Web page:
As countries battle the coronavirus following guidelines set up by the World Health Organization (WHO), Tanzanian President John Magufuli is holding his people at ransom with his unorthodox ways of protecting themselves against the virus.
The latest is that he has now ordered an investigation into the national laboratory and accused it of obtaining non-human samples from pawpaw, a sheep, and a goat and giving them human names.
With 480 confirmed cases of COVID-19 and 17 deaths, Tanzania now has the highest number of cases in the region, and this figure is expected to rise. In a country where authorities rarely release test results, it could become the epicenter of the virus.
Three lawmakers, including the justice minister, have already died from suspected coronavirus. No autopsy reports have been made public, if at all they were carried out, raising concerns that the virus might have struck at the heart of Magufuli's government.
The country's leading opposition party, Chadema, has called for the suspension and urged its MPs to self-isolate for at least two weeks. But can taking on the bull (Magufuli) by its horns change things inside Tanzania?
Since the outbreak of the virus, Magufuli has drawn criticism for not imposing a lockdown and instead urging people to pray. Videos of Tanzanians enjoying themselves in bars and restaurants have been circulating on social media platforms — raising fears that the country could be sitting on a time bomb.
Ever since, Magufuli has downplayed the severity of the virus and has urged businesses and places of worship to remain open, saying that the economy would otherwise collapse. But perhaps his most unorthodox suggestion to avoid contracting the virus came when he urged people to steam with local herbs.
On Sunday, Magufuli said he would send a plane to Madagascar to bring in medicine to treat the coronavirus. Dubbed Covid-organics, the drink is derived from Artemisia — an anti-malaria plant mixed with indigenous herbs. Madagascar has already made deliveries of its purported medicine to Guinea Conakry and Equatorial Guinea.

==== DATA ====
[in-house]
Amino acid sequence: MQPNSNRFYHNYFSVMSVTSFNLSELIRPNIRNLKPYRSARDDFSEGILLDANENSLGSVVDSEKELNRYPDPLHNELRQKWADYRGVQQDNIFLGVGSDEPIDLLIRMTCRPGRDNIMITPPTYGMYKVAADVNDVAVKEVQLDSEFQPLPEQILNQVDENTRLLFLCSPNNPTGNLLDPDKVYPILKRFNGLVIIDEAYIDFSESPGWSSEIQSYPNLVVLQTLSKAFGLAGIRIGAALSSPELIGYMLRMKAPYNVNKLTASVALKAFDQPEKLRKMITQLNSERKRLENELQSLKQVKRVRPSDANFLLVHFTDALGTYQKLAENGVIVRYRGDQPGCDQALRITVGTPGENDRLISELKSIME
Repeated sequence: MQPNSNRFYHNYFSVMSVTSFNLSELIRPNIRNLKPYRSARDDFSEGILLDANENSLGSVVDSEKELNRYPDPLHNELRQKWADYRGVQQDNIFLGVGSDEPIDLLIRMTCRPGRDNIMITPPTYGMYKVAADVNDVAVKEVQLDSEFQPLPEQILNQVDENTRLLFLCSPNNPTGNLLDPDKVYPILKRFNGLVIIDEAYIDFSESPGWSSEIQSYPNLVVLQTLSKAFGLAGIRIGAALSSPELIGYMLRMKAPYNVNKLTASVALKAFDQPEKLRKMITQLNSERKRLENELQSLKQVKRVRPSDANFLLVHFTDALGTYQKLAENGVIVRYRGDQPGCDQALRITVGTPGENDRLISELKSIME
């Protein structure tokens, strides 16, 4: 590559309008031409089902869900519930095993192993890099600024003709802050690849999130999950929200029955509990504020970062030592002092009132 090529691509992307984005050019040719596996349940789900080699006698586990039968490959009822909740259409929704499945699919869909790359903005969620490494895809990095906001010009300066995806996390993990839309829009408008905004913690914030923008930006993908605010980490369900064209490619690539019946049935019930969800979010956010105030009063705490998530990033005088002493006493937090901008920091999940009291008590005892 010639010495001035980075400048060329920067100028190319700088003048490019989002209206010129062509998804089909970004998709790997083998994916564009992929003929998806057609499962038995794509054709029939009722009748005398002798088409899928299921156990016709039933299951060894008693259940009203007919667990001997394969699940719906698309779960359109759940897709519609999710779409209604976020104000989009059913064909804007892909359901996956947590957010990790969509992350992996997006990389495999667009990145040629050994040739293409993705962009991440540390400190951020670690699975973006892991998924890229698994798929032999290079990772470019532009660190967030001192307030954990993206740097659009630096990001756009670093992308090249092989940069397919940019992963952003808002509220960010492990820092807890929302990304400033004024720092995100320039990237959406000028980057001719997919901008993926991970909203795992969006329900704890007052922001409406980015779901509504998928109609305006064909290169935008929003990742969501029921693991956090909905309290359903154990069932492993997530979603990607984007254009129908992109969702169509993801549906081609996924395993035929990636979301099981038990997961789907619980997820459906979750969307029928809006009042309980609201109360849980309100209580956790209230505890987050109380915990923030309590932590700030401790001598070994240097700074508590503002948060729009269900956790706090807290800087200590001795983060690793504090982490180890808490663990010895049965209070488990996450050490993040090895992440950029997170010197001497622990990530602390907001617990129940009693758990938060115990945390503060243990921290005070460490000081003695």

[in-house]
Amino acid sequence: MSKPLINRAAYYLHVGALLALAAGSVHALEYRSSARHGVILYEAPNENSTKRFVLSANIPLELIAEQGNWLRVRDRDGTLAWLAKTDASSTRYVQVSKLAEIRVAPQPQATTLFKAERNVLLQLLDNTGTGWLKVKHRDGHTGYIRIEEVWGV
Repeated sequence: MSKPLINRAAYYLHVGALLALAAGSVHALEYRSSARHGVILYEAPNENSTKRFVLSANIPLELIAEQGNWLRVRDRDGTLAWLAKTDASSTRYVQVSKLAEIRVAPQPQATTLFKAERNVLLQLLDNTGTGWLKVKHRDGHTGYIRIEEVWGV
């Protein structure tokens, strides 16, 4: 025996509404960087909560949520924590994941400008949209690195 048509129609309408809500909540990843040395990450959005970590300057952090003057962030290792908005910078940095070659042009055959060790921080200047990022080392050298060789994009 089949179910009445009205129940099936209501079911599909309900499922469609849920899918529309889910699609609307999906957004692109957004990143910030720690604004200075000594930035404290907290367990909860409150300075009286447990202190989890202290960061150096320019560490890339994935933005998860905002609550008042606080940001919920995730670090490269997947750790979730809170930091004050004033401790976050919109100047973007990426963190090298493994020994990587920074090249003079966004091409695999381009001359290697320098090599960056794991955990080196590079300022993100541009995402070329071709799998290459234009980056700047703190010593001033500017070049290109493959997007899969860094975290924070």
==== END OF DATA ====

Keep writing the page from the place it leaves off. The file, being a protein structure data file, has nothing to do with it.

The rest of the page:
Despite not being approved by the WHO, Magufuli believes it is the right treatment against COVID-19, instead of the universally recommended guidelines such as social distancing and washing hands regularly.
He also took a swipe at imported test kits, saying that they are not effective but rather another form of imperialism.
Magufuli's stubbornness to embrace WHO guidelines further demonstrate his autocratic leadership style, and any attempts by right-thinking citizens to criticize him could land them in jail.
His handling of the pandemic should create a window of opportunity for opposition groups to unseat him in general elections later this year, which is quite unlikely since they have never won any election.
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Until now, leaders from the East African Community (EAC) have remained tight-lipped about Magufuli's disingenuous behavior, which also puts the lives of their citizens in danger.
So far, most of the new cases that both Rwandan and Uganda have registered are those of Tanzanian truck drivers entering their territories. Authorities have not been able to track down their contacts for testing, which further jeopardizes the chances of fighting COVID-19.
Leadership comes with responsibility. But Magufuli's effrontery is now putting the whole region at risk. It is high time EAC leaders confronted him and worked together for the sake of their people to make cross-border movements safer for everyone.
But who will rein in Magufuli who has retreated to his country home in Chato, northwestern Tanzania, and is now bulldozing the whole country at will? It is high time that regional leaders — Uganda's Yoweri Museveni, Uhuru Kenyatta of Kenya, and Rwanda's Paul Kagame — spoke with one voice to end Magufuli's unbecoming behavior and attitude towards COVID-19.